• About the author
  • General party lines
  • The
  • parties organize to win elections
  • The
  • 1960s : the parties of Lincoln and Douglas
Control code
ocm70630343
Dimensions
23 cm.
Extent
xvi, 235 p.
Isbn
9781933116891
Isbn Type
(alk. paper)
Lccn
2006022032
Other physical details
ill.
System control number
  • (Sirsi) o70630343
  • (OCoLC)70630343
Label
Safe, legal, and unavailable? : abortion politics in the United States, Melody Rose
Link
http://www.loc.gov/catdir/toc/ecip0617/2006022032.html
Publication
Bibliography note
Includes bibliographical references and index
Contents
  • movement to re-legalize abortion
  • The
  • opposition emerges
  • The
  • current debate
  • Abortion as social regulatory policy
  • Political labels
  • Research methodology
  • Maternal and fetal citizenship
  • Book overview
  • Tables, figures, and map
  • Discussion questions
  • Suggested reading
  • Notes
  • 1.
  • Abortion : just the facts
  • Is the United States unique on the world stage?
  • Incidence of abortion in the United States
  • The
  • United States compared to the world
  • Why women have abortions
  • Preface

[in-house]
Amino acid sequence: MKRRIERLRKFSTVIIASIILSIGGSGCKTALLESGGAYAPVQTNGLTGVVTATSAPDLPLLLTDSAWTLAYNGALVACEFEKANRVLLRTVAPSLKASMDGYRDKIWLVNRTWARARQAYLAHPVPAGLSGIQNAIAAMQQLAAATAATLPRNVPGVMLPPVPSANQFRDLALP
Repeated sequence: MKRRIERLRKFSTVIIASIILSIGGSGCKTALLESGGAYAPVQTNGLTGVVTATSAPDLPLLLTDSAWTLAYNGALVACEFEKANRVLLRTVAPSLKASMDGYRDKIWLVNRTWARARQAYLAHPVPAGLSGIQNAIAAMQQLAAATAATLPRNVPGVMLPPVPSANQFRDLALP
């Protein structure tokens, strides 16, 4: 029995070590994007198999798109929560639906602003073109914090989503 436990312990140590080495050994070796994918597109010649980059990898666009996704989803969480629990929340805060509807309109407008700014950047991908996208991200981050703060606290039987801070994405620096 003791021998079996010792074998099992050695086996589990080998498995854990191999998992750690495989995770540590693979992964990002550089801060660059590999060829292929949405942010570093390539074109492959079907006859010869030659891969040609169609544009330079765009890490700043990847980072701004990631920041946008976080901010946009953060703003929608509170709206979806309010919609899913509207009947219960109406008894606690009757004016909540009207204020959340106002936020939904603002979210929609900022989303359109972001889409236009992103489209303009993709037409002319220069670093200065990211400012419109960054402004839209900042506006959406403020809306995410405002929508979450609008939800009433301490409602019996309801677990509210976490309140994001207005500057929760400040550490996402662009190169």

• Abortion and safety
  • Who has abortions in the United States
  • When women have abortions
  • The
  • court of public opinion
  • Conclusion
  • Discussion questions
  • Suggested reading
  • Notes
  • 2.
  • Introduction
  • Abortion on demand? : the Supreme Court and abortion rights
  • Physicians as authorities
  • The
  • Supreme Court's first appearance in abortion policy : challenges to the Comstock Law
  • Margaret Sanger : advocate for women's reproductive rights
  • Physicians and the contraception and abortion movements
  • The
  • U.S. Supreme Court acknowledges a right to privacy
  • Griswold v. Connecticut
  • Roe v. Wade
  • A
  • The
  • intermediate years : protecting choice, denying rights
  • Neutral no more : Webster v. Reproductive Health Services
  • Casey : supplanting doctor authority with state authority
  • Stenberg v. Carhart : a footnote or a shift?
  • Conclusion
  • Discussion questions
  • Suggested reading
  • Notes --
  • brief history of American abortion policy
  • The
  • early years
  • The
  • Pro-choice advocates respond
  • A
  • lack of education
  • Pharmacists as roadblocks to abortion
  • Statutory barriers to abortion access
  • Illegal and unenforceable barriers
  • Legal barriers
  • Barriers to funding